Tuesday, March 31, 2009

April CT Health Policy Web Quiz

Test your knowledge of trends in CT’s uninsured, take the April CT Health Policy Web Quiz. This month’s quiz was written by Karen Nepomuceno, Policy Intern at the CT Health Policy Project.

Monday, March 30, 2009

HUSKY waiver hearing tomorrow; DSS proposal kills PCCM

The Human Services and Appropriations Committees are holding a public hearing tomorrow, March 31st, at 1pm in the LOB Room 2C on DSS’ proposed HUSKY waiver. Sign up begins at 11am in Room 2700; bring 50 copies of testimony. The waiver draft codifies DSS’ reversed course from the legislatively approved PCCM plan and limits the program so severely that it will never be viable. PCCM is a way of running HUSKY without HMOs, and consequently would be strong competition to those HMOs – forcing them to compete on quality and cost. A viable PCCM option would use market forces to improve HUSKY.

We noticed that DSS’ website now has PCCM at the top of the News column. We are grateful that DSS is now beginning to market PCCM, but unfortunately it took this hearing to make it happen. The link takes you to the comprehensive plan developed by a workgroup of advocates, providers and agency staff. DSS submitted that plan to the legislature and it was approved in September without revision. That plan calls for a statewide, open, viable and feasible program that attracted over 350 providers across the state to apply this summer. However, the site also includes DSS’ letter that takes it all back and hobbles the program. Only the 25 providers in Waterbury and Willimantic who applied were approved by DSS, and then only some of their current patients were invited to join. Despite the headline on the site "Primary Care Case Managment: Physicians invited", there is no application. Any provider interested in applying has no where to go – that’s because they aren’t taking applications, even in Waterbury and Willimantic.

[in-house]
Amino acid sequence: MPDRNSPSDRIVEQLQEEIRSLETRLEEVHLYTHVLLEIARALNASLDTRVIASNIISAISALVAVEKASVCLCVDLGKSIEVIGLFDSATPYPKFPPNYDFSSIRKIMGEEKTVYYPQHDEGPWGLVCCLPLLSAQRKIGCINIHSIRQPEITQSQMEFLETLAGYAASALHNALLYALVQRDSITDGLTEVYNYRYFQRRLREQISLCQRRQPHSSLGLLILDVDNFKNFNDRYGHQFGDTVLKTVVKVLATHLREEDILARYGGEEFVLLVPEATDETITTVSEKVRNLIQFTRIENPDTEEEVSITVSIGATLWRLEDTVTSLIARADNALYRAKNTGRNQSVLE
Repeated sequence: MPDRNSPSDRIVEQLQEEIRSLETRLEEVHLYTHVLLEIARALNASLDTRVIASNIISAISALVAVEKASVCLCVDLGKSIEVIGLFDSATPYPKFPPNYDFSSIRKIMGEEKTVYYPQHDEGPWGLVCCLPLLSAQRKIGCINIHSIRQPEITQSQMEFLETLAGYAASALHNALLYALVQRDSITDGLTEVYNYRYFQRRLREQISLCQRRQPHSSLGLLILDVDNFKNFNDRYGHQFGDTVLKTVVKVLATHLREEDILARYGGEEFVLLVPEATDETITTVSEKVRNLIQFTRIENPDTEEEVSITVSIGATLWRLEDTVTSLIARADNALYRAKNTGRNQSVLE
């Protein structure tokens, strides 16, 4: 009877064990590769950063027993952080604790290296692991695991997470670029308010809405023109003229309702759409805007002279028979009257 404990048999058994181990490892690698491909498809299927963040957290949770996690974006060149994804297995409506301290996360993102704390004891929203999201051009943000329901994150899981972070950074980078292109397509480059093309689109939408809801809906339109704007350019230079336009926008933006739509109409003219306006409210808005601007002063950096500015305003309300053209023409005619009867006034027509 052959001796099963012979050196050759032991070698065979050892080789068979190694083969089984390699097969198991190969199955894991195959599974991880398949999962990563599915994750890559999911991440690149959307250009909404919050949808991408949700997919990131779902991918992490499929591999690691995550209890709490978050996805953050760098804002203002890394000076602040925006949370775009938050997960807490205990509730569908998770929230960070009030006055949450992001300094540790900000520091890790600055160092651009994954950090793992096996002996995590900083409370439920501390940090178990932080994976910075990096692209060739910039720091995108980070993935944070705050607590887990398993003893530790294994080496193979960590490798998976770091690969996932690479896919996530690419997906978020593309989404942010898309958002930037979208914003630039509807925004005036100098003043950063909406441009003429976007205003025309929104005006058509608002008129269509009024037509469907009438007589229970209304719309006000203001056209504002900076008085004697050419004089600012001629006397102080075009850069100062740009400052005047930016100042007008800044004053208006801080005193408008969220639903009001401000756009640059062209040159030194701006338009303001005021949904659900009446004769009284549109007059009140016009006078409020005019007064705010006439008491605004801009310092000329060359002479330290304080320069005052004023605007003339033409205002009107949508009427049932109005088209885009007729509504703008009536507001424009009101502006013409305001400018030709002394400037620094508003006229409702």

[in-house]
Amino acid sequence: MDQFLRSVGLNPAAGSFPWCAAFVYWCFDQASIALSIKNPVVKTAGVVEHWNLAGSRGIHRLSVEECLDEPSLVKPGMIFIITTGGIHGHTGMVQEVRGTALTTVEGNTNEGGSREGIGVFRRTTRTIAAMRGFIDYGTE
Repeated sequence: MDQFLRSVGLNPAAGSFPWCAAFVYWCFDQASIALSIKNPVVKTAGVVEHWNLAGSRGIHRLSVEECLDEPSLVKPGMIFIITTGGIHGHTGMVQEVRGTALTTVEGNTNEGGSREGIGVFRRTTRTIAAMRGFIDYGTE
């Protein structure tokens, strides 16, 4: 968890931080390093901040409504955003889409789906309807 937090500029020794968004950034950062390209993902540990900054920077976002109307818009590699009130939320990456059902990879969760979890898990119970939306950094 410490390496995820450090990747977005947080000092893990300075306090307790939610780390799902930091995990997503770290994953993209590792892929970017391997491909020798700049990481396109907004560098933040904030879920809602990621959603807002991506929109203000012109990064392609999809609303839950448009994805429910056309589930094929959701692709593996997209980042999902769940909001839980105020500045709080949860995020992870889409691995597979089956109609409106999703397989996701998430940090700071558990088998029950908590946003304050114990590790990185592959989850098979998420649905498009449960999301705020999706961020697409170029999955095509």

The CT Health Policy Project is urging the legislature to return the HUSKY waiver draft to DSS for modifications to create a statewide, viable PCCM option for families, providers and state policymakers.
Ellen Andrews

Friday, March 27, 2009

SustiNet plan approved by Public Health Committee

HB- 6600, An Act Concerning the SustiNet Plan, passed out of the Public Health Committee yesterday on a party line vote. SustiNet is the only comprehensive health care reform plan currently being considered in Connecticut. Concerns raised at the Committee meeting included the costs of the plan, merging state employees with Medicaid, and increasing Medicaid provider rates. The version of the bill that passed was modified after the public hearing to remove the limited medical malpractice relief for providers when they adhere to evidence based medicine, and changed in order that provisions with high costs will only be implemented when funds become available. Sen. Debicella, the most vocal critic of SustiNet, acknowledged at several points that the bill includes a large number of admirable provisions that he supports.
Ellen Andrews

Wednesday, March 25, 2009

PCCM waiver hearing March 31st

Next Tuesday the Human Services and Appropriations Committees will hold a public hearing on DSS’ proposed waiver application to continue to run the HUSKY program. Click here for our comments. The notable part of DSS’ application is the decision to limit Primary Care Case Management (PCCM) to Waterbury and Willimantic and to only a select group of families and providers within those communities. PCCM is a way of running HUSKY without HMOs. In PCCM, consumers choose a primary care provider (PCP) who is responsible for providing their regular primary health care as well as coordinating any other care they need, for which they receive payment for services at feel-for-service rates and the massive sum of $7.50 per member per month to coordinate care. PCCM is working in 30 other states, improving health outcomes, keeping patients out of emergency rooms, attracting more providers to Medicaid, and saving states money. Often states have both PCCM and HMOs serving families in the same communities, offering options, providing competition that improves both programs, and keeping costs down. Last year, DSS granted our HUSKY HMOs a 24% rate increase. Not surprisingly, the HMOs have lobbied hard against PCCM.